We finally had our red-hat reviews. A week late—better late than never.
I did about as well as I thought I would. No formal discipline. No major issues in Physical Training, Chemical Dependency, or Military Bearing. I will get my brown hat tonight.
What does that mean? Well, all of us that passed (14 out of 17) will have a higher level of responsibility.
We will be lifting weights now twice a week. And we have to do 30 pushups when we are informally disciplined. It’s time to really step it up. I will.
The three members of our squad that didn’t make it will have a chance in a week to get their brown hats. They accumulated too much discipline over a short amount of time. My prediction: one of them will be held back a month. He hasn’t lost his attitude. But…it’s not my job to worry about him. I can only control myself.
We got a new squad in our barracks. There are 12 squads, four in each of the three barracks. Two squads leave and arrive each month. Anyhow, it’s amazing to see the new guys and see how far we’ve come in 2½ months. They are a mess. They have a constant look of fear about them and are totally disorganized. I can’t believe we were like that, but all new squads are.
Yesterday I worked KP for the first time. It was nice to be back in a kitchen setting, however I was quite disappointed with the overall operation.
First, for what their labor cost is, it should have been the cleanest place in the world. But I saw obvious signs of neglect. After breakfast, lunch, and dinner service, I spent my time cleaning nooks and crannies using only a large towel. There are no useful cleaning tools (like steel wool or green scrubbers). And we aren’t allowed to spray cleaning chemicals, only pour them on towels.
The worst parts were two equally horrible things:
- I have never seen so much useful food thrown away in my life. Hundreds of pounds of cooked, edible food, tossed in a garbage can. They only let the offenders eat a certain amount of food. It’s plenty, but I don’t see a reason to not let us get seconds on things like broccoli, bread, or salad. Or how about doing something cliché like somehow getting the extras to homeless shelters? I dunno. Things like that get to me. What a waste.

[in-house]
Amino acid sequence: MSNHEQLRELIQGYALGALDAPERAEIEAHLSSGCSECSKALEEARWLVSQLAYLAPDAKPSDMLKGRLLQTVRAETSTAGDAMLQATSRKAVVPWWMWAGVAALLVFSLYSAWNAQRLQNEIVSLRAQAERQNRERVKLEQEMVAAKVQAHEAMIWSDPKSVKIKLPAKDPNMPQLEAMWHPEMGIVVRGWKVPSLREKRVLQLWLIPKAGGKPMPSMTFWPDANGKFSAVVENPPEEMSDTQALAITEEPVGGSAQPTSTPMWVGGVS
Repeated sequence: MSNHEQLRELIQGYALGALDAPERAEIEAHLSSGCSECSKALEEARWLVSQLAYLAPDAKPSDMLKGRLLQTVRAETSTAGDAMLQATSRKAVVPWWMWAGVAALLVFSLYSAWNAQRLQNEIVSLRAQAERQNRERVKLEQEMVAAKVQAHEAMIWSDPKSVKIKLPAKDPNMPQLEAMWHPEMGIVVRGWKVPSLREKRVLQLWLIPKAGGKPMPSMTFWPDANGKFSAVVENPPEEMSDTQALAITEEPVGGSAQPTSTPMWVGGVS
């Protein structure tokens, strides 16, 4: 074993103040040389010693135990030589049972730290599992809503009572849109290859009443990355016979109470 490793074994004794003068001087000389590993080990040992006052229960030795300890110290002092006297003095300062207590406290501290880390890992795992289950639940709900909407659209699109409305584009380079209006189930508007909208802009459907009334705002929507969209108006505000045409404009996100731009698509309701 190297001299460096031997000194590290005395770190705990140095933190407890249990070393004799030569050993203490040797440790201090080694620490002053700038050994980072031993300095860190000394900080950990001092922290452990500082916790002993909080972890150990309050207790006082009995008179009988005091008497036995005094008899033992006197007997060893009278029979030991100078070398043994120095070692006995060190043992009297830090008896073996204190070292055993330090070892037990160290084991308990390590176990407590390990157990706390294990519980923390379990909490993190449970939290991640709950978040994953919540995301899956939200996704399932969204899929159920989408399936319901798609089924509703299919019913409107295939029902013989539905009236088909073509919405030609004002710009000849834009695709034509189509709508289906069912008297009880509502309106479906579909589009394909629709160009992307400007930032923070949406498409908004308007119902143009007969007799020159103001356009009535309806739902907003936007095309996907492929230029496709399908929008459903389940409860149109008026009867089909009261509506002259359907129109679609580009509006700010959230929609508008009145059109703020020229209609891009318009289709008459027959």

- The kitchen staff (not state employees) use the power they have to degrade and belittle the offenders. Unfortunately I can’t write more on that, but I will when I am a free man.
[ANNE: I kind of feel like one of the old geezers on Sesame Street, commenting from the peanut gallery on Vince’s posts. But since we only get 13 minutes to talk on the phone every two weeks, we don’t waste time clarifying the finer points of the blog. So. I don’t get why he was so looking forward to getting his brown hat. It sounds like it just makes life more demanding—I mean, 30 pushups? I can barely do three.
I think this goes to show that many of us thrive when more is asked of us. I see this at work with volunteers. The ones whose supervisors “don’t want to overwhelm them” by giving them too much work usually don’t stick around. The ones who we pile work on, rise to it and usually do even more than we asked of them.
I always thought Vince’s problem was that he couldn’t handle stress; that was why he lived in the boon docks, didn’t own a car, never aspired to become a chef rather than a cook. But maybe I had it wrong. He seems to be thriving under high expectations. It’ll be interesting to see how he manages when he’s outside, with just the minimal expectations that he not use chemicals and not break the law.]